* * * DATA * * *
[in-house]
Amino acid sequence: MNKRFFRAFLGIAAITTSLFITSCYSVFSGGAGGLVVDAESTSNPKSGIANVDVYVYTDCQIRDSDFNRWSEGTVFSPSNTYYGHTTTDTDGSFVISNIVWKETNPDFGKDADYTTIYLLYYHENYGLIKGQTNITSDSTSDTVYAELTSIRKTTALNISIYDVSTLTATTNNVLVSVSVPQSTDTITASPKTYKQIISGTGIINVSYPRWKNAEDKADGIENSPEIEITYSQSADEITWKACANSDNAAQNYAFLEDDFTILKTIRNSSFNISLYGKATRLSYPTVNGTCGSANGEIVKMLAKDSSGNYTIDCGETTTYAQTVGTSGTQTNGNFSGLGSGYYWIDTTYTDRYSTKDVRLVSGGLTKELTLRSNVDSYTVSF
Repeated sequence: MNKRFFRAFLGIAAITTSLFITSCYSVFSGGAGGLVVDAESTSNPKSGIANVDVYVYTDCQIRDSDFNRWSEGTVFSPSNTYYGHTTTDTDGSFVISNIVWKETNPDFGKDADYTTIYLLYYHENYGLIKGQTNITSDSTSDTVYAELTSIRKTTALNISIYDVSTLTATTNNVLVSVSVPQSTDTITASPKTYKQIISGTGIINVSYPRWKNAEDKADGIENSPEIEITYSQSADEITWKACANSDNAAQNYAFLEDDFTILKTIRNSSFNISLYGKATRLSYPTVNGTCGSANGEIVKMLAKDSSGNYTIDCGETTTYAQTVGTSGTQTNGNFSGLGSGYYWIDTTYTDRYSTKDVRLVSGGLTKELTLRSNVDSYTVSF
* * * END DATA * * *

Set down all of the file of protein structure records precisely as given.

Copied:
[in-house]
Amino acid sequence: MNKRFFRAFLGIAAITTSLFITSCYSVFSGGAGGLVVDAESTSNPKSGIANVDVYVYTDCQIRDSDFNRWSEGTVFSPSNTYYGHTTTDTDGSFVISNIVWKETNPDFGKDADYTTIYLLYYHENYGLIKGQTNITSDSTSDTVYAELTSIRKTTALNISIYDVSTLTATTNNVLVSVSVPQSTDTITASPKTYKQIISGTGIINVSYPRWKNAEDKADGIENSPEIEITYSQSADEITWKACANSDNAAQNYAFLEDDFTILKTIRNSSFNISLYGKATRLSYPTVNGTCGSANGEIVKMLAKDSSGNYTIDCGETTTYAQTVGTSGTQTNGNFSGLGSGYYWIDTTYTDRYSTKDVRLVSGGLTKELTLRSNVDSYTVSF
Repeated sequence: MNKRFFRAFLGIAAITTSLFITSCYSVFSGGAGGLVVDAESTSNPKSGIANVDVYVYTDCQIRDSDFNRWSEGTVFSPSNTYYGHTTTDTDGSFVISNIVWKETNPDFGKDADYTTIYLLYYHENYGLIKGQTNITSDSTSDTVYAELTSIRKTTALNISIYDVSTLTATTNNVLVSVSVPQSTDTITASPKTYKQIISGTGIINVSYPRWKNAEDKADGIENSPEIEITYSQSADEITWKACANSDNAAQNYAFLEDDFTILKTIRNSSFNISLYGKATRLSYPTVNGTCGSANGEIVKMLAKDSSGNYTIDCGETTTYAQTVGTSGTQTNGNFSGLGSGYYWIDTTYTDRYSTKDVRLVSGGLTKELTLRSNVDSYTVSF